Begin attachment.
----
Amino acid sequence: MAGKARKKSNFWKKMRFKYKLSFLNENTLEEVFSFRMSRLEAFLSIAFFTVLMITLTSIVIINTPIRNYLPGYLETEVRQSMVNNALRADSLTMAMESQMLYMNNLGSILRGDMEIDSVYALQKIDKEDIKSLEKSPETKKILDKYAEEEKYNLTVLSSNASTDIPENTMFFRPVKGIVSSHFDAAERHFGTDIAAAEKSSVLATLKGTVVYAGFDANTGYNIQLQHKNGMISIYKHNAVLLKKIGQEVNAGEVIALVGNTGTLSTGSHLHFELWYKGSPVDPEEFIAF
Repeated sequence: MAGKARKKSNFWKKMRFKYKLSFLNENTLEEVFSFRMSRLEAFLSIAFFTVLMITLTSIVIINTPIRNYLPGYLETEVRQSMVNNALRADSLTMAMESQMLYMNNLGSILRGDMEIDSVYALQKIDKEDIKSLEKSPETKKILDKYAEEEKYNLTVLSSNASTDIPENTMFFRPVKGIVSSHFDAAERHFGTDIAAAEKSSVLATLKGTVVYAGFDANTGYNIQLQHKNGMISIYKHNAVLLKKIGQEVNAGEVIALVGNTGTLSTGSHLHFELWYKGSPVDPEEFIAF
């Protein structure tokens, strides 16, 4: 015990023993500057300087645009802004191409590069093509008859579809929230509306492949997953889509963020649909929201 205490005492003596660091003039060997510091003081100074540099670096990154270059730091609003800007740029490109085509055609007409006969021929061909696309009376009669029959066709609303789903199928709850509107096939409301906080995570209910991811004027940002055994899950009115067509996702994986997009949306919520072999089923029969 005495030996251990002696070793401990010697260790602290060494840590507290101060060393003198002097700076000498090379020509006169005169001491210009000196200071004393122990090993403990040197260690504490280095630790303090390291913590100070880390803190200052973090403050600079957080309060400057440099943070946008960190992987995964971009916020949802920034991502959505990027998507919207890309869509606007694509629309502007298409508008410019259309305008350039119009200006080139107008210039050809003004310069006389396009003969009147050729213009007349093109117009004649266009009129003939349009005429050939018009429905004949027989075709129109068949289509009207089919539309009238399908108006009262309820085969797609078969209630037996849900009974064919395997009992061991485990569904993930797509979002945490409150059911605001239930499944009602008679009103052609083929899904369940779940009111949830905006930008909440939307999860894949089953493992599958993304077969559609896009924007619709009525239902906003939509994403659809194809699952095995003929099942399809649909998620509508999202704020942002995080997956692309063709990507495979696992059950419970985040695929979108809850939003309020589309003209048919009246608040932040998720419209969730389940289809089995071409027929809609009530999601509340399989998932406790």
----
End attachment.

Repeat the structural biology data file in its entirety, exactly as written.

Amino acid sequence: MAGKARKKSNFWKKMRFKYKLSFLNENTLEEVFSFRMSRLEAFLSIAFFTVLMITLTSIVIINTPIRNYLPGYLETEVRQSMVNNALRADSLTMAMESQMLYMNNLGSILRGDMEIDSVYALQKIDKEDIKSLEKSPETKKILDKYAEEEKYNLTVLSSNASTDIPENTMFFRPVKGIVSSHFDAAERHFGTDIAAAEKSSVLATLKGTVVYAGFDANTGYNIQLQHKNGMISIYKHNAVLLKKIGQEVNAGEVIALVGNTGTLSTGSHLHFELWYKGSPVDPEEFIAF
Repeated sequence: MAGKARKKSNFWKKMRFKYKLSFLNENTLEEVFSFRMSRLEAFLSIAFFTVLMITLTSIVIINTPIRNYLPGYLETEVRQSMVNNALRADSLTMAMESQMLYMNNLGSILRGDMEIDSVYALQKIDKEDIKSLEKSPETKKILDKYAEEEKYNLTVLSSNASTDIPENTMFFRPVKGIVSSHFDAAERHFGTDIAAAEKSSVLATLKGTVVYAGFDANTGYNIQLQHKNGMISIYKHNAVLLKKIGQEVNAGEVIALVGNTGTLSTGSHLHFELWYKGSPVDPEEFIAF
């Protein structure tokens, strides 16, 4: 015990023993500057300087645009802004191409590069093509008859579809929230509306492949997953889509963020649909929201 205490005492003596660091003039060997510091003081100074540099670096990154270059730091609003800007740029490109085509055609007409006969021929061909696309009376009669029959066709609303789903199928709850509107096939409301906080995570209910991811004027940002055994899950009115067509996702994986997009949306919520072999089923029969 005495030996251990002696070793401990010697260790602290060494840590507290101060060393003198002097700076000498090379020509006169005169001491210009000196200071004393122990090993403990040197260690504490280095630790303090390291913590100070880390803190200052973090403050600079957080309060400057440099943070946008960190992987995964971009916020949802920034991502959505990027998507919207890309869509606007694509629309502007298409508008410019259309305008350039119009200006080139107008210039050809003004310069006389396009003969009147050729213009007349093109117009004649266009009129003939349009005429050939018009429905004949027989075709129109068949289509009207089919539309009238399908108006009262309820085969797609078969209630037996849900009974064919395997009992061991485990569904993930797509979002945490409150059911605001239930499944009602008679009103052609083929899904369940779940009111949830905006930008909440939307999860894949089953493992599958993304077969559609896009924007619709009525239902906003939509994403659809194809699952095995003929099942399809649909998620509508999202704020942002995080997956692309063709990507495979696992059950419970985040695929979108809850939003309020589309003209048919009246608040932040998720419209969730389940289809089995071409027929809609009530999601509340399989998932406790």